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Are You a Self-Critic?

Self-criticism is a nasty habit many of us have. When something in our work, school, or personal life goes wrong, many of us jump to self-criticism as a coping strategy. You might not even be aware that you’re doing it!

To keep our self-critical voice going strong, we tend to have “positive beliefs” about self-criticism and why we need it. For example, you might believe that being hard on yourself is motivating.

The truth is that self-criticism is not motivating or beneficial. It is however, good at lowering our self-esteem, and bringing up other negative emotions. If you identify as a self-critic and want to start changing your self-critical voice, here are some steps you can take:

1. Learn What Your Critic Sounds Like

Pay attention to what your internal voice says next time you make a mistake or something upsetting happens. Some people’s internal self-critic says “I’m so stupid, I can never get things righ.t” Other people have a case of the “shoulds”: “I should have known better. I should have picked up on that.” Identifying and becoming aware of your self-critical narrative is the first step to changing it.

2. Notice What Triggers Your Critic

Some people will have a self-critical response for many situations, while other people are triggered particularly by one aspect of life. Which situations awaken your self-critical voice?

3. Identify Your Positive Beliefs

Do you believe self-criticism is motivating? Maybe you believe a self-critical voice keeps you modest. Perhaps your belief is that your self-critic keeps you in control. Whatever your positive belief is, identifying your belief is crucial before challenging and changing it. A therapist is a good tool for this step!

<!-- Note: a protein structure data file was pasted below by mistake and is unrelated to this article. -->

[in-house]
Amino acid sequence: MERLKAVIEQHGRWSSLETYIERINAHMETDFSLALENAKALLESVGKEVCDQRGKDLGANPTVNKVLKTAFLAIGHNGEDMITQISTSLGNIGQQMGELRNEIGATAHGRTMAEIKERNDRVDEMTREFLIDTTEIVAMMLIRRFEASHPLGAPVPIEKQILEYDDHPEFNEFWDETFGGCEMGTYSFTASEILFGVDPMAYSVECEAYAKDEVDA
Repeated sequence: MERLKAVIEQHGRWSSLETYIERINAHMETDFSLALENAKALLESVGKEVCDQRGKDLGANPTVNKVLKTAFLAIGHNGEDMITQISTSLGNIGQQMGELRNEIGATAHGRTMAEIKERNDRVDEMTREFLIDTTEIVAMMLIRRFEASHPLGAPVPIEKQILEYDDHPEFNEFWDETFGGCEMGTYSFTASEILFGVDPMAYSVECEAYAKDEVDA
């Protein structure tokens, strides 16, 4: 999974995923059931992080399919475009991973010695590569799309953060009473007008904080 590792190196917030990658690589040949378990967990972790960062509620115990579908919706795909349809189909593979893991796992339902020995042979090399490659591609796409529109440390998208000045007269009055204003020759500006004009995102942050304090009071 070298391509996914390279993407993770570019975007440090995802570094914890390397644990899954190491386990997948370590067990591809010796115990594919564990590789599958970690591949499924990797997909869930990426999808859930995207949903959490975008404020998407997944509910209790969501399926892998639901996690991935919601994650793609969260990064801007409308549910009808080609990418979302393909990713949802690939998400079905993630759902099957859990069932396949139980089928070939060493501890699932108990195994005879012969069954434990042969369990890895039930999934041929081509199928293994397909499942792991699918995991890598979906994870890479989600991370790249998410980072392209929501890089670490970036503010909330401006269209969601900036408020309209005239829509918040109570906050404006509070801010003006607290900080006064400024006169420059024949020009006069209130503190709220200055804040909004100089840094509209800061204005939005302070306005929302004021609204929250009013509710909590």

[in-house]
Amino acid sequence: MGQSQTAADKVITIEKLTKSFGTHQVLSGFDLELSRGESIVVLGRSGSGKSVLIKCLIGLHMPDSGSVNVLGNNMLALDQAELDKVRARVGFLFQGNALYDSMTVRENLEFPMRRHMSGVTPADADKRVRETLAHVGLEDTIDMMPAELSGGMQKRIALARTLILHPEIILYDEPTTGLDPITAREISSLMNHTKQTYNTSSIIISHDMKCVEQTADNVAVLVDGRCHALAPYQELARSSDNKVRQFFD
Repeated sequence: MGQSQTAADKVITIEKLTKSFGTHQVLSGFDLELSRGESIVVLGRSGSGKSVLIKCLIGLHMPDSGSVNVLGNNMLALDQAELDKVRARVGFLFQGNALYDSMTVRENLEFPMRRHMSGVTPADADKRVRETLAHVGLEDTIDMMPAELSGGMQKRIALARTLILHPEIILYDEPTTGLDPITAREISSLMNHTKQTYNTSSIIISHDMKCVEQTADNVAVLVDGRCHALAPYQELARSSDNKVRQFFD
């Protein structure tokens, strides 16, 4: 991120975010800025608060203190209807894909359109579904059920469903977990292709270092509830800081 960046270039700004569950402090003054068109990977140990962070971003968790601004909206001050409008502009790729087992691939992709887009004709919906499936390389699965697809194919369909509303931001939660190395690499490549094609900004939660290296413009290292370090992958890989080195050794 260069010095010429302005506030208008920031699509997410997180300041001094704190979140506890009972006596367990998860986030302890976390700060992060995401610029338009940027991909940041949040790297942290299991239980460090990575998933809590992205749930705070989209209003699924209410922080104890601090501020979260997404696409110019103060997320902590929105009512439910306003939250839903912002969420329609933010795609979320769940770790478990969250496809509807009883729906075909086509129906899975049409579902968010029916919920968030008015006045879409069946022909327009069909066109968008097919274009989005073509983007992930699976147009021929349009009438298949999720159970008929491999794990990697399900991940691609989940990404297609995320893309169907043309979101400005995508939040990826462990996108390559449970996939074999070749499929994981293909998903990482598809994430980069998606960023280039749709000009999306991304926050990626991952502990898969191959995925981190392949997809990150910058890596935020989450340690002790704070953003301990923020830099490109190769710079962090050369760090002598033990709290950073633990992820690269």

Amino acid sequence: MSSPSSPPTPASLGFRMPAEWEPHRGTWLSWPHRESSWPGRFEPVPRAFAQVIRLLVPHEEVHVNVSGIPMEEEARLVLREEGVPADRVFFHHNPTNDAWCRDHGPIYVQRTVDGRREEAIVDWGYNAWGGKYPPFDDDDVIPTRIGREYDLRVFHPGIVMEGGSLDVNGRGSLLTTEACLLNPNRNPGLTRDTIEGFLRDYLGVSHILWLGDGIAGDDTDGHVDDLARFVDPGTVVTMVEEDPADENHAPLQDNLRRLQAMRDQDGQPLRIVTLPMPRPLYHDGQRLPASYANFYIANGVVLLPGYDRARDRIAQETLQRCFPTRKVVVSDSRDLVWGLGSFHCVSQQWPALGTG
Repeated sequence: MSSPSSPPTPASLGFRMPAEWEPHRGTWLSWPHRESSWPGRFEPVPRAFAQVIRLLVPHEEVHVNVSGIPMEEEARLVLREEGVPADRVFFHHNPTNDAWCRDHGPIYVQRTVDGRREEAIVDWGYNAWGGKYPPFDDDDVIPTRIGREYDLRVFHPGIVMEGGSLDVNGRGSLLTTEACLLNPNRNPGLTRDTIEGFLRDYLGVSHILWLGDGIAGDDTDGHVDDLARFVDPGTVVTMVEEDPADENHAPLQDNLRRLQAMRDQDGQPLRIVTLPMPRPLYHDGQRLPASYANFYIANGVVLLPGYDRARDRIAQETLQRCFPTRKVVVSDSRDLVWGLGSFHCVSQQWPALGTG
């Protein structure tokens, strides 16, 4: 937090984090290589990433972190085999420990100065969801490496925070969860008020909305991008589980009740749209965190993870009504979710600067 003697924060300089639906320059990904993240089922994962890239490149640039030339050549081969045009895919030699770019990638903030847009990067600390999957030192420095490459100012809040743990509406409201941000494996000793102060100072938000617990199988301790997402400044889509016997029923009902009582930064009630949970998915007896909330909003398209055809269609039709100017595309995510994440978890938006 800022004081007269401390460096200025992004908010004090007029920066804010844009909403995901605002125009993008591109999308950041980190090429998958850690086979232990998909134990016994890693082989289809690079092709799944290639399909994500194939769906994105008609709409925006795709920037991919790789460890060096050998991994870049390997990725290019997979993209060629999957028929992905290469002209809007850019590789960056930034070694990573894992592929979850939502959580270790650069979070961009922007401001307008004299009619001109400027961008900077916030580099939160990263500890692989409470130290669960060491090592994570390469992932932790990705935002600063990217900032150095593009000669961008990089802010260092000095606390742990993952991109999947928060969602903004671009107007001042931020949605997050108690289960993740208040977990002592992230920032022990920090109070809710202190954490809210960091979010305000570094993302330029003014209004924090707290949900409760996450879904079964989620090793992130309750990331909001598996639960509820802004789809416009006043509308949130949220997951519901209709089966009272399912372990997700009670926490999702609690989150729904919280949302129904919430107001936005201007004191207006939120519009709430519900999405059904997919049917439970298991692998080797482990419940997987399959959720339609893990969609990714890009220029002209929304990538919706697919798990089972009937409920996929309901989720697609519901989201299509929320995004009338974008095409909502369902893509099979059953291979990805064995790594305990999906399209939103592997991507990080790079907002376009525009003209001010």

4. Develop a Compassionate Voice

The antidote to a self-critical voice is a self-compassionate voice. Try to think of something you could say to yourself other than “I should have …” or “that was so stupid.” To help you brainstorm, imagine what you would say to a child, or to someone you really love. Your voice would probably change to one of comfort and warmth; it might become lower and more soothing. You might say things like “it’s okay, everyone makes a mistake sometimes” or “you couldn’t have predicted that, you did the best you could”.

5. Practice & Patience

Have patience with yourself while you tackle self-criticism. There is an irony to changing self-criticism: you can become self-critical of your progress against your self-critic! Remember that you won’t be able to silence your self-critical voice overnight, and that’s okay! It takes a long time to notice and change patterns like self-criticism, but the journey and work is worth it for your self-worth and happiness.

If you struggle with self-criticism, a therapist is a great resource for working through these steps and helping you to develop a compassionate voice.

Self-criticism photo available from Shutterstock

Are You a Self-Critic?

Beth Moore, M.Ed.

Beth Moore is a Registered Psychotherapist (Qual.) in private practice in Toronto. She specializes in cognitive behavioral therapy, compassion-focused therapy, and humanistic therapy. She believes firmly in a trusting and warm therapeutic relationship as a basis for therapy. For more information visit www.bethmooretherapy.com Follow her on Instagram at torontopsychotherapy or Facebook at www.facebook.com/bmpsychotherapy

 

APA Reference
Moore, B. (2015). Are You a Self-Critic?. Psych Central. Retrieved on November 11, 2018, from https://pro.psychcentral.com/are-you-a-self-critic/

 

Scientifically Reviewed
Last updated: 22 Dec 2015
Last reviewed: By John M. Grohol, Psy.D. on 22 Dec 2015
Published on PsychCentral.com. All rights reserved.